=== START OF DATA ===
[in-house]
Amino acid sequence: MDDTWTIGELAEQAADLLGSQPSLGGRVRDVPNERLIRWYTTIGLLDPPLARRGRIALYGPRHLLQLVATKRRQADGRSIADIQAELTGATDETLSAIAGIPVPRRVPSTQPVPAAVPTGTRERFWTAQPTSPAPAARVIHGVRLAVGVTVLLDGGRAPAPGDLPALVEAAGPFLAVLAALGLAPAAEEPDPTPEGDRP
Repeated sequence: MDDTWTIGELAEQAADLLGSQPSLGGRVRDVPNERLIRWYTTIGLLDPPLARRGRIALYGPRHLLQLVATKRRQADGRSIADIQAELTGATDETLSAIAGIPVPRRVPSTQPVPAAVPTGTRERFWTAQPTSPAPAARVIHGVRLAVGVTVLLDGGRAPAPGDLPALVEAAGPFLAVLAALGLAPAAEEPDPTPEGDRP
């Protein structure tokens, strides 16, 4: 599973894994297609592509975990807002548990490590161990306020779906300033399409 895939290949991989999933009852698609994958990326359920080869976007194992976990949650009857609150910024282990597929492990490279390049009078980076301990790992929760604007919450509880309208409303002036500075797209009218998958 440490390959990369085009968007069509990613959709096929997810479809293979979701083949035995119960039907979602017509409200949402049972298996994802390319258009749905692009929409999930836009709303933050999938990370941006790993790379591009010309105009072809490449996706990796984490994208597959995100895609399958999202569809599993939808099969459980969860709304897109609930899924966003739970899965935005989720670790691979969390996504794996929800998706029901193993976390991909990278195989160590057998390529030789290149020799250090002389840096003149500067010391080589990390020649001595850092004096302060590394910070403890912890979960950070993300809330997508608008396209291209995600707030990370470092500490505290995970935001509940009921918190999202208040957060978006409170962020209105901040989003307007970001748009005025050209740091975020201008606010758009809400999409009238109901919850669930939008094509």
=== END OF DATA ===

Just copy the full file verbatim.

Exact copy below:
[in-house]
Amino acid sequence: MDDTWTIGELAEQAADLLGSQPSLGGRVRDVPNERLIRWYTTIGLLDPPLARRGRIALYGPRHLLQLVATKRRQADGRSIADIQAELTGATDETLSAIAGIPVPRRVPSTQPVPAAVPTGTRERFWTAQPTSPAPAARVIHGVRLAVGVTVLLDGGRAPAPGDLPALVEAAGPFLAVLAALGLAPAAEEPDPTPEGDRP
Repeated sequence: MDDTWTIGELAEQAADLLGSQPSLGGRVRDVPNERLIRWYTTIGLLDPPLARRGRIALYGPRHLLQLVATKRRQADGRSIADIQAELTGATDETLSAIAGIPVPRRVPSTQPVPAAVPTGTRERFWTAQPTSPAPAARVIHGVRLAVGVTVLLDGGRAPAPGDLPALVEAAGPFLAVLAALGLAPAAEEPDPTPEGDRP
């Protein structure tokens, strides 16, 4: 599973894994297609592509975990807002548990490590161990306020779906300033399409 895939290949991989999933009852698609994958990326359920080869976007194992976990949650009857609150910024282990597929492990490279390049009078980076301990790992929760604007919450509880309208409303002036500075797209009218998958 440490390959990369085009968007069509990613959709096929997810479809293979979701083949035995119960039907979602017509409200949402049972298996994802390319258009749905692009929409999930836009709303933050999938990370941006790993790379591009010309105009072809490449996706990796984490994208597959995100895609399958999202569809599993939808099969459980969860709304897109609930899924966003739970899965935005989720670790691979969390996504794996929800998706029901193993976390991909990278195989160590057998390529030789290149020799250090002389840096003149500067010391080589990390020649001595850092004096302060590394910070403890912890979960950070993300809330997508608008396209291209995600707030990370470092500490505290995970935001509940009921918190999202208040957060978006409170962020209105901040989003307007970001748009005025050209740091975020201008606010758009809400999409009238109901919850669930939008094509």